The Sabbath and the New Testament

     Recently a friend inquired about the relevance of the Sabbath and the New Testament Church.  That’s a very good question and the scripture is not silent on the issue.
     The Hebrew base for ‘Sabbath’ is Shabbathon and means a sacred time of rest.  The Greek base for ‘Sabbath’ is sabbaton which also means rest, or a cessation from labor and is in fact transliterated from the Hebrew Shabath.
     The first use of the word is found in Genesis signifying God’s completion of creation.
     “Thus the heavens and the earth, and all the host of them, were finished.  And on the seventh day God ended His work which He had done, and He rested on the seventh day…Then God blessed the seventh day and sanctified it, because in it He rested from all His work…”  Genesis 2:1-3
    Note the Old Testament day of rest was the seventh day of the week, and the observance of the Sabbath Day in the Old Testament became one of the original Ten Commandments.
     “Remember the Sabbath day, to keep it holy.  Six days you shall labor and do all your work, but the seventh day is the Sabbath of the LORD your God.  In it you shall do no work…”  Exodus 20:8
     The Ten Commandments are as follows:
1)       ‘You shall have no other gods before Me.’
2)       ‘You shall not make for yourself a carved image – any likeness of          anything…’
3)       ‘You shall not take the name of the LORD your God in vain…’
4)       ‘Remember the Sabbath day, to keep it holy…’
5)       ‘Honor your father and your mother…’
6)       ‘You shall not murder.’
7)       ‘You shall not commit adultery.’
8)       ‘You shall not steal.’
9)       ‘You shall not bear false witness…’
10)  ‘You shall not covet…’
     Nine of the original Ten Commandments are confirmed as relevant and continue to represent God’s standard of righteousness and justice in the New Testament Church.
     But when it comes to commandment number 4, i.e. ‘Remember the Sabbath day, to keep it holy…’ the New Testament does not instruct the church to observe it.
     Jesus was resurrected early on the day after the Sabbath or the first day of the week. 
   “Now the first day of the week Mary Magdalene went to the tomb early…and saw that the stone had been taken away from the tomb…Then the same day at evening, being the first day of the week, when the doors were shut where the disciples were assembled…Jesus came and stood in the midst, and said to them, ‘Peace be with you.’”  John 20:1, 19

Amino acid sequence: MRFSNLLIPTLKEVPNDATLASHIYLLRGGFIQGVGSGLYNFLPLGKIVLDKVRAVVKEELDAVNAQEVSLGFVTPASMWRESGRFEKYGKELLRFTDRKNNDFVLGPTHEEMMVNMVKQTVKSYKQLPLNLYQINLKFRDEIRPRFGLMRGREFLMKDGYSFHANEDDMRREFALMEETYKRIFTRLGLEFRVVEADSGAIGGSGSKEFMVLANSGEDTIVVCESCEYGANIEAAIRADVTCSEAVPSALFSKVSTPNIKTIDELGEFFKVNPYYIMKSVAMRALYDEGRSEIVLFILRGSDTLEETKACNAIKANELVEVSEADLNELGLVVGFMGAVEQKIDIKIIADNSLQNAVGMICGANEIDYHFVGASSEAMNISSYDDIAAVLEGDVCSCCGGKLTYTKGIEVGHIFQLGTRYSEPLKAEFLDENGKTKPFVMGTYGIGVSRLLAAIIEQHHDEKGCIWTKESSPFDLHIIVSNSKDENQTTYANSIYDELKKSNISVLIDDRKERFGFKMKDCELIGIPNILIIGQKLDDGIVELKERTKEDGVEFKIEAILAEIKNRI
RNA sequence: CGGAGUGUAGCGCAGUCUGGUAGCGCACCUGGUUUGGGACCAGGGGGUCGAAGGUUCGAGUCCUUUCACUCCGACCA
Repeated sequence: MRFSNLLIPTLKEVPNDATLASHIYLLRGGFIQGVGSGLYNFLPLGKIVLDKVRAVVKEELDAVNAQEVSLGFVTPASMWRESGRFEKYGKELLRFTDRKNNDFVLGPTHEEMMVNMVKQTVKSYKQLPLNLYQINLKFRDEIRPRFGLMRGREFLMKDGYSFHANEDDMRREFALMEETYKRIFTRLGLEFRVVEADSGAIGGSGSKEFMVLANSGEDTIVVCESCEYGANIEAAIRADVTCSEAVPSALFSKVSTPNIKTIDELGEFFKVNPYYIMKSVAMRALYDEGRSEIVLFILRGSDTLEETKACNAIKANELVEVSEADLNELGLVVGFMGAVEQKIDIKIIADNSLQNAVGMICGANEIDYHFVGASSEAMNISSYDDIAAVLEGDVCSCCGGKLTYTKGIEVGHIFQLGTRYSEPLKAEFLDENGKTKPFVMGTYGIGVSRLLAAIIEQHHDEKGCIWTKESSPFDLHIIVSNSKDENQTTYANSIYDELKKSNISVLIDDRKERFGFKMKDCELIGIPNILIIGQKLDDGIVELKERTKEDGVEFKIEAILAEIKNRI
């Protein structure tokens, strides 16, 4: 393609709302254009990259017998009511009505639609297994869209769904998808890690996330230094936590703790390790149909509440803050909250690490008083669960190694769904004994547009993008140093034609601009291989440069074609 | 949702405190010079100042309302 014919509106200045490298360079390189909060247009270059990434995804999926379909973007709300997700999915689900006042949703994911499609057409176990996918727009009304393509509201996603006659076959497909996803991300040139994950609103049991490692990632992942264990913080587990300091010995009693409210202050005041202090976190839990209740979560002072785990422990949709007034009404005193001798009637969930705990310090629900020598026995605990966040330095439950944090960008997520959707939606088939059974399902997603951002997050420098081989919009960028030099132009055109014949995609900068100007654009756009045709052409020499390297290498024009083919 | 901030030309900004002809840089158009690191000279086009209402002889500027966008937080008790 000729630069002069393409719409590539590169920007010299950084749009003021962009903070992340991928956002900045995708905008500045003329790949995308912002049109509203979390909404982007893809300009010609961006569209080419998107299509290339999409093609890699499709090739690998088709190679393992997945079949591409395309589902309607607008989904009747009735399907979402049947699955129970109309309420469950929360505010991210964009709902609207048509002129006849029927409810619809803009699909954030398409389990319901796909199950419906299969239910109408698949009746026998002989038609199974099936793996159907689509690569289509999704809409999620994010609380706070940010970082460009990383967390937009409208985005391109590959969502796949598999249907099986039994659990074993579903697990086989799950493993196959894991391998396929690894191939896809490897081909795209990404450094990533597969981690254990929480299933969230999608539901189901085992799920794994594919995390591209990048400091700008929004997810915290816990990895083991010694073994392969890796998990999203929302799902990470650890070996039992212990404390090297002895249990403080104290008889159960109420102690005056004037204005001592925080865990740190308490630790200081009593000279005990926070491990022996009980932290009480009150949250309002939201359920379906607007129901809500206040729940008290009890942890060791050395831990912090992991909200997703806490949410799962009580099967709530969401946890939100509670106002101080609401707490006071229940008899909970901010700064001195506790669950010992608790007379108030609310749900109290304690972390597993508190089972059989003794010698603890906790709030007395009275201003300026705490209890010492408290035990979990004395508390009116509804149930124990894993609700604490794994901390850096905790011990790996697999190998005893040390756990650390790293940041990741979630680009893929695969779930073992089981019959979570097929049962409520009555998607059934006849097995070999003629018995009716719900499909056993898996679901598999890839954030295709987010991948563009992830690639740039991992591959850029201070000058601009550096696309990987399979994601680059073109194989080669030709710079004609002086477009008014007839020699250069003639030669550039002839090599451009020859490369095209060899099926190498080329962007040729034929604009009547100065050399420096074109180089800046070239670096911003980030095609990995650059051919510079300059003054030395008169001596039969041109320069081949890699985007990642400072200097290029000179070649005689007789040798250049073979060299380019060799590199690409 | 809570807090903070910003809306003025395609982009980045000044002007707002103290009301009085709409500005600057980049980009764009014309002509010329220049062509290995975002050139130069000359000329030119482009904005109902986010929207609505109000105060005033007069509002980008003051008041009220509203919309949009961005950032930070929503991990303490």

The term ‘peace’ in this passage also means rest.
      From resurrection day forward the church met on the first day of the week.
     “Now on the first day of the week, when the disciples came together to break bread…”  Acts 20:7
      The Jews, however, still met in their Synagogues to pray and study on the Sabbath or seventh day.  It was in the Synagogues on the Sabbath that Paul preached Christ.
     “And he (Paul) reasoned in the synagogue every Sabbath, and persuaded both Jews and Greeks.”  Acts 18:4
      The term ‘rest’ as used in the New Testament means eternal rest in Jesus Christ.
     “For he who has entered His rest has himself also ceased from his works as God did from His.”  Hebrews 4:10
     The Sabbath in the Old Testament was instituted as a symbol of that eternal rest that is a divine gift from God when a person’s earthly work is finished.
     The New Testament cautions one not be deceived into believing that the observation of the Sabbath is still required as in the Old Testament law.
     “So let no one judge you…regarding a festival…or Sabbaths, which are a shadow of things to come, but the substance is of Christ…”  Colossians 2:16-17
     One can, however, observe the Sabbath if his heart is right towards God.
     “One person esteems one day above another; another esteems every day alike.  Let each be fully convinced in his own mind.”  Romans 14:5
     Therefore, if one knows that the original Sabbath was a foreshadow of things to come, and was fulfilled in Christ, he may observe the Sabbath and be guiltless. 

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